Thursday, May 19, 2011


It's strangely exhausting. I'm just stripping the poems that are going into my book out of my blog, putting them in a single text file, and doing a few minor edits. Mostly these consist of de-capitalizing the first letter of every line, which I stubbornly kept doing the first couple of years I wrote poetry, not realizing then how pervasively the lower-case convention has taken hold in modern poetry, and how outlandish I was making my verse look. I have, as you might say, capitulated.

I did rewrite one poem extensively. But for the most part it's a simple clerical job, and not a difficult one: find the poem in the archives, copy it to the file, de-capitalize the first lines, save the file, delete the blog post. But it's taken me all morning to do that with ten poems, and I feel as shaken and worn as I did after the first time I lectured to a crowd in a big hall. Clearly, the fact that this is a book that's really going to be published has brought the big guns of appearing-in-public anxiety to bear on me. I've been shelled all morning.

The book as I picture it now is in five numbered sections of about ten poems each. This is the second section I've extracted. My persistent worry is that the book is just too big -- but I remind myself that I'm a wimp in the matter of reading poetry. I couldn't even read the four poetry books I set out to read for Poetry Month: I got through two of them, by pushing hard, and that was it. So I'm not a good judge of how much poetry is too much poetry.

One good poem throws a hood over my head, shoves me into a jeep, and carries me away to an unfamiliar place for days. People talk with funny accents and none of the street signs make sense. I eventually find my way home, but the Stockholm syndrome is strong in me, and ever after I wonder if this home is really the right home after all, if these people are really my people. There's a limit to how many times I can stand to be carried off in a month. Other people though seem to take it quite in stride.

But. Shaken as I am, it's joyful, gratifying task, making on this scale, even though I have seldom been so keenly aware of having no idea what I'm doing. I'm very grateful to have the chance to do it.

PS Go read Luisa Igloria's latest Morning Porch poem.


Murr Brewster said...

Capital, my friend! I'm so glad you're doing it. I've got cash set aside.

I am frequently aware of not having any idea what I'm doing. Since I've mainly coped with this by casting about for someone else to do it for me, it hasn't gotten any better.

am said...

Yes. That's it exactly. It's exhausting and joyful. Still working on mine. Looking forward to seeing your book.

Anonymous said...

your book is much anticipated. at least from where i sit. keep at it. :)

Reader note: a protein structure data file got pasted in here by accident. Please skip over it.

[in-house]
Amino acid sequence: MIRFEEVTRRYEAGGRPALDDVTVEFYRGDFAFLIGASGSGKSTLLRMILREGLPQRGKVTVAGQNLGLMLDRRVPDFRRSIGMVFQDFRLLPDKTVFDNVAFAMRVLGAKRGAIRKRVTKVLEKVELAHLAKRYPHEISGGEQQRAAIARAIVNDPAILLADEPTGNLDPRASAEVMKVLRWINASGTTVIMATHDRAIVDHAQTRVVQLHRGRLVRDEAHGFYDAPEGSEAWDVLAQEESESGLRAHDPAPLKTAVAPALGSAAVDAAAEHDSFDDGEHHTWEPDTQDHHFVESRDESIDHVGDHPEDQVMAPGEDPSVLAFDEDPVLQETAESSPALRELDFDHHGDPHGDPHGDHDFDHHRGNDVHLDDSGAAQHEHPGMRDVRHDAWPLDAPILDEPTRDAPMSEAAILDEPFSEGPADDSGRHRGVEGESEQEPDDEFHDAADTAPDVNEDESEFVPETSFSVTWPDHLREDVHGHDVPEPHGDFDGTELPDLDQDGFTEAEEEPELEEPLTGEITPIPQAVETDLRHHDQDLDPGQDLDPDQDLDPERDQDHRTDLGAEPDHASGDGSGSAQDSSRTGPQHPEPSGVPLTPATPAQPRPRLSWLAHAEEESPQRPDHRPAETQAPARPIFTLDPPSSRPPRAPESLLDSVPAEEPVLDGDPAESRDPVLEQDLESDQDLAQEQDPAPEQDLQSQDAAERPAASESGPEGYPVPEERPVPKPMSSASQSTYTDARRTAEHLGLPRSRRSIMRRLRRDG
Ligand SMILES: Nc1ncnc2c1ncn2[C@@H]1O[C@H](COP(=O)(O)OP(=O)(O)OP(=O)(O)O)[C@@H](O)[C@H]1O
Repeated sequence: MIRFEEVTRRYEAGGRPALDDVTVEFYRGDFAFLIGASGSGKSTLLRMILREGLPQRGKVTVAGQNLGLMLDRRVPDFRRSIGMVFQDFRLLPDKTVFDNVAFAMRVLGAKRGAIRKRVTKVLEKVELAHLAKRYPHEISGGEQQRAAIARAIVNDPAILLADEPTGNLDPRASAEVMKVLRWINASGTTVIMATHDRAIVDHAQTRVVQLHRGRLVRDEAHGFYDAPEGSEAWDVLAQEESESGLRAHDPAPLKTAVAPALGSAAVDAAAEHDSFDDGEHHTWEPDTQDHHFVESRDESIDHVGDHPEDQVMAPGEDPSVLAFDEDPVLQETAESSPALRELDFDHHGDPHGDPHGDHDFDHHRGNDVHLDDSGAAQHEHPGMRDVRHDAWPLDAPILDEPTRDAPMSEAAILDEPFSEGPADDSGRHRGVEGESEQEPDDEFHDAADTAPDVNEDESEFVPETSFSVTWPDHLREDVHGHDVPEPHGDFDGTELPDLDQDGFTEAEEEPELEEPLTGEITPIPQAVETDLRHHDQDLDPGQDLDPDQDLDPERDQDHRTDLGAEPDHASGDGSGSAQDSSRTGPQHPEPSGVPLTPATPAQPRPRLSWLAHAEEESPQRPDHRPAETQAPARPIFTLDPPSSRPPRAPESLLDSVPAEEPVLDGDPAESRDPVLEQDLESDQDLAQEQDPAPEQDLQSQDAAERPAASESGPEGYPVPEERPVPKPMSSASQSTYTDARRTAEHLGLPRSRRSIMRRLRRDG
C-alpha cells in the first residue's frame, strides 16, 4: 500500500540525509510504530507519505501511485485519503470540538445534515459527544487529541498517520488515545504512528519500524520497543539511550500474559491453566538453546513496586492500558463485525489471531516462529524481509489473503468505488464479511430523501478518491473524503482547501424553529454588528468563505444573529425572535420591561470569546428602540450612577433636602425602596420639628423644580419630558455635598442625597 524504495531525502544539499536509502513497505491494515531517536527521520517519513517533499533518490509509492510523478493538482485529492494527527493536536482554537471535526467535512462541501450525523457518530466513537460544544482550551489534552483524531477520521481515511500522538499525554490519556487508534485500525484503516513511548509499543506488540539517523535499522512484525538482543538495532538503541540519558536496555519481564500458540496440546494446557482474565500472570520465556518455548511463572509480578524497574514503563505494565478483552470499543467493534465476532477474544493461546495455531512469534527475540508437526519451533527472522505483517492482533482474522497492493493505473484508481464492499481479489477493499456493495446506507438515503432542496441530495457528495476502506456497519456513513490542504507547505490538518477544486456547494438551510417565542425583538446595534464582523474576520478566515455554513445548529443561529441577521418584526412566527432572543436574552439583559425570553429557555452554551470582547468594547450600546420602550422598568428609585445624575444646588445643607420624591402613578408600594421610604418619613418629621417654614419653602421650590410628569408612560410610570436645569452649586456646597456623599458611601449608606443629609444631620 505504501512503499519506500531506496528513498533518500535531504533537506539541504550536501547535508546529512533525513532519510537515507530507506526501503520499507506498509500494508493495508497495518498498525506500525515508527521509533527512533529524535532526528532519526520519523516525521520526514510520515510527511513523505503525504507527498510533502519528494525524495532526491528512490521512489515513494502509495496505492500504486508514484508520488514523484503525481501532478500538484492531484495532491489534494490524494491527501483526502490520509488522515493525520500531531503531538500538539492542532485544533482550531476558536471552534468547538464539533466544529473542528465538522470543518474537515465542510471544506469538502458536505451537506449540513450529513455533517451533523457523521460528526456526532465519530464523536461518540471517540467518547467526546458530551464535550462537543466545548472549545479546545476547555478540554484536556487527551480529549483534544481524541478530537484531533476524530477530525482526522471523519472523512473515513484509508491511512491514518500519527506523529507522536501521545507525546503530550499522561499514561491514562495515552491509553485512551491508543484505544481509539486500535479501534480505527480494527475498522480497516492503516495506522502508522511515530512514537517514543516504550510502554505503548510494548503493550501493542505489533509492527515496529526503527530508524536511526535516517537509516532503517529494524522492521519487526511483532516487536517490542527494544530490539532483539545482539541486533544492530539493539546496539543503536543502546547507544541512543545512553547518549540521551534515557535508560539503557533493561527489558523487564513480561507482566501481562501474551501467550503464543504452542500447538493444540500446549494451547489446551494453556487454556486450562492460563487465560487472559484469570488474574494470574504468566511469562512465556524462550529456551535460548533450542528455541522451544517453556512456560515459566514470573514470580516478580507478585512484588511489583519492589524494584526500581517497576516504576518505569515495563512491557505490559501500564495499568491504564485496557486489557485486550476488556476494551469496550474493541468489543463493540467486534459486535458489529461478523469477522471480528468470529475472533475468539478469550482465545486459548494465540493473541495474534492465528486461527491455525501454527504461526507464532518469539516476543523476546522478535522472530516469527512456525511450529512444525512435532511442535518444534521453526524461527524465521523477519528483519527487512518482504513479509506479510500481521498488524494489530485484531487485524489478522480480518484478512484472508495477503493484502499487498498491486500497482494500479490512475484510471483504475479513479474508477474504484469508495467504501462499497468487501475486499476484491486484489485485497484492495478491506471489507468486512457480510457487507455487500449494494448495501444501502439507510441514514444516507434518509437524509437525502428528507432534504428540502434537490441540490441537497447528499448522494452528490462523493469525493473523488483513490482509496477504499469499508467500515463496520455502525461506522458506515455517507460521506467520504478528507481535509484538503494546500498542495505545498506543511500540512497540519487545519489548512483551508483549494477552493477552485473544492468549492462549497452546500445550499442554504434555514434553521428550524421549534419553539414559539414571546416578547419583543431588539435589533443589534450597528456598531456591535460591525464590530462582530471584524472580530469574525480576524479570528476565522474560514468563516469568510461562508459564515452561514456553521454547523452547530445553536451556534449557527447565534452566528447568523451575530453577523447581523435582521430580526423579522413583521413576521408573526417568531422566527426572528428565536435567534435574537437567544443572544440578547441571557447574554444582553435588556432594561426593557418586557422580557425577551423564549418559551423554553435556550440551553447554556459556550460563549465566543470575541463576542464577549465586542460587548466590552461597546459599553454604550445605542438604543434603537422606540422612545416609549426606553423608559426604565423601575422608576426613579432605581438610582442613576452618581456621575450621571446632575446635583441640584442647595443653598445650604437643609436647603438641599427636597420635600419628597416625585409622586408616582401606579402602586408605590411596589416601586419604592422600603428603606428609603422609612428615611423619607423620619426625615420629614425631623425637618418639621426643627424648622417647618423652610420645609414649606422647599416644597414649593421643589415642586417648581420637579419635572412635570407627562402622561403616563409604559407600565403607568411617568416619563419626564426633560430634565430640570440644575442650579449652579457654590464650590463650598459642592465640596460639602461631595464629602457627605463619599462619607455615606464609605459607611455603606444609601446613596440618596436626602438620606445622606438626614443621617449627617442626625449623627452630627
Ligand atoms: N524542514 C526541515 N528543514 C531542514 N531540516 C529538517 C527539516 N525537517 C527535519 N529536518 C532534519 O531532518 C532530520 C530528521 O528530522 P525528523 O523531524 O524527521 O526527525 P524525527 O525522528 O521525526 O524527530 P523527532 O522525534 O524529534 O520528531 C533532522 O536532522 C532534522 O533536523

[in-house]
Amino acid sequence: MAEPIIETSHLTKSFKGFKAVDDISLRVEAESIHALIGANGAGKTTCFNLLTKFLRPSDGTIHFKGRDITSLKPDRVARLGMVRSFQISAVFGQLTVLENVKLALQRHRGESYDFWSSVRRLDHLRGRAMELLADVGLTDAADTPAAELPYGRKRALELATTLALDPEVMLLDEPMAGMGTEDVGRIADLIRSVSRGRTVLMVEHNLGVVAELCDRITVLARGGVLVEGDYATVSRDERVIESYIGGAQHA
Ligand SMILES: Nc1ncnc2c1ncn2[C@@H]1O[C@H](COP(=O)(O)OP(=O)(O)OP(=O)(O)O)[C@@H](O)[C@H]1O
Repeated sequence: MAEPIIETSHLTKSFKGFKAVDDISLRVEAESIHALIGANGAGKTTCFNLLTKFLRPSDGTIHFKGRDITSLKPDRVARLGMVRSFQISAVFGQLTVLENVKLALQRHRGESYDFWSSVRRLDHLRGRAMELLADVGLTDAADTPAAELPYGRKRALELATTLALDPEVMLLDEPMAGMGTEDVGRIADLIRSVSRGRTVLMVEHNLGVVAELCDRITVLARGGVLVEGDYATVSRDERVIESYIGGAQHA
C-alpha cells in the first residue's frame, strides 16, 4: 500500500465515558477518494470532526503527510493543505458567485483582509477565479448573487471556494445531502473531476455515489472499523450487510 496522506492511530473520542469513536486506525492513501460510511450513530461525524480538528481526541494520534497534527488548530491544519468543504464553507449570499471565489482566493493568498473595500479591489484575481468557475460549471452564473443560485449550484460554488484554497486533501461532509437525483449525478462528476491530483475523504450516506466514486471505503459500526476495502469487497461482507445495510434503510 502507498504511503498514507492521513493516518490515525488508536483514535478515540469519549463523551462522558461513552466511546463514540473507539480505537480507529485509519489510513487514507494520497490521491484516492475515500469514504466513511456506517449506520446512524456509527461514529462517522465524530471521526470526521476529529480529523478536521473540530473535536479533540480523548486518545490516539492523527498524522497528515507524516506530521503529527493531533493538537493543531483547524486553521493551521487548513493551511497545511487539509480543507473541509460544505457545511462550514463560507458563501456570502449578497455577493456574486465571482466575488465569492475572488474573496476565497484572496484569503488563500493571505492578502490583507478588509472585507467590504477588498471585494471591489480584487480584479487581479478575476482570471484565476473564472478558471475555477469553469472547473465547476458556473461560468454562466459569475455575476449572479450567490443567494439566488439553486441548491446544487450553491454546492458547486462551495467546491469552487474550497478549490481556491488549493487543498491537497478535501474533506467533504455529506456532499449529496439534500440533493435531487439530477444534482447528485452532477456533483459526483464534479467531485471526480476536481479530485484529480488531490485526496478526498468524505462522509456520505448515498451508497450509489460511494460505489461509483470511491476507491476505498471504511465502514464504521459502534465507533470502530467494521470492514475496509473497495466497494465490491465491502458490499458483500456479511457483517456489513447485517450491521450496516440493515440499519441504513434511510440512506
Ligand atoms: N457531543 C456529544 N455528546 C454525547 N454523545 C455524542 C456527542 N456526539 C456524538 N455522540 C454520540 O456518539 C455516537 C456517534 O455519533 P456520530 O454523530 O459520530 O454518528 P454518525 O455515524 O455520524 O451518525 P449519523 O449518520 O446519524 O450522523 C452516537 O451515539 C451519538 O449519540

Peter said...

One good poem throws a hood over my head, shoves me into a jeep, and carries me away to an unfamiliar place for days. People talk with funny accents and none of the street signs make sense.


I'm so excited that your poems are finally getting booked. (A few of them have kidnapped me for days.)

Dale said...

Thanks all!

Lucy said...

I too did a little dance when I heard you were going to be a book. I like your your publisher too, I think.

I have some sense of what you mean about being a wimp about poetry, but I really do find having a book rather than reading on-line makes a tremendous difference.

Funny about the capitals thing isn't it?

Jayne said...

How exciting! I would gladly run away with a bound copy of your poems. No kidnapping necessary. ;)

I Am Heinrich, Hello! said...

When is this type of book that you publish? May it have poems so lovely as those others? I am happy to learn it and to soon consume it!!

Dale said...

Thanks Heinrich, welcome! The book's due out this summer sometime: "Opening the World," from Pindrop Press --

(described as a chapbook there, which was the plan for a while, but it's back to being a full-length book now.)

Thanks for your kind words, everyone! I finished a first draft of the MS today. Whew!

ntexas99 said...

I haven't been around in a bit, and then I stumbled across this post. My first thought was "whoooppeee, Dale ... way to go!!!". That was quickly followed by a giggle with the realization that getting to where we want to go becomes a series of mundane tasks. No sharpening of quill? No ink-stained fingers? Ahhh, the pedantries of cut and paste, and decapitalization are what is required to make a dream become a reality? Good to know. Very happy for you, Dale.

Anonymous said...

Oooh book! Yay! I too think that paper makes a difference & I think yours will make the transformation (I almost said transubstantiation and I'm not sure that's not the right word) quite well.

Jean said...

I was about to comment, saying hang on I only knew about a forthcoming chapbook; this is clearly a full-length collection! Then I saw your comment above. Great news - I can't wait!!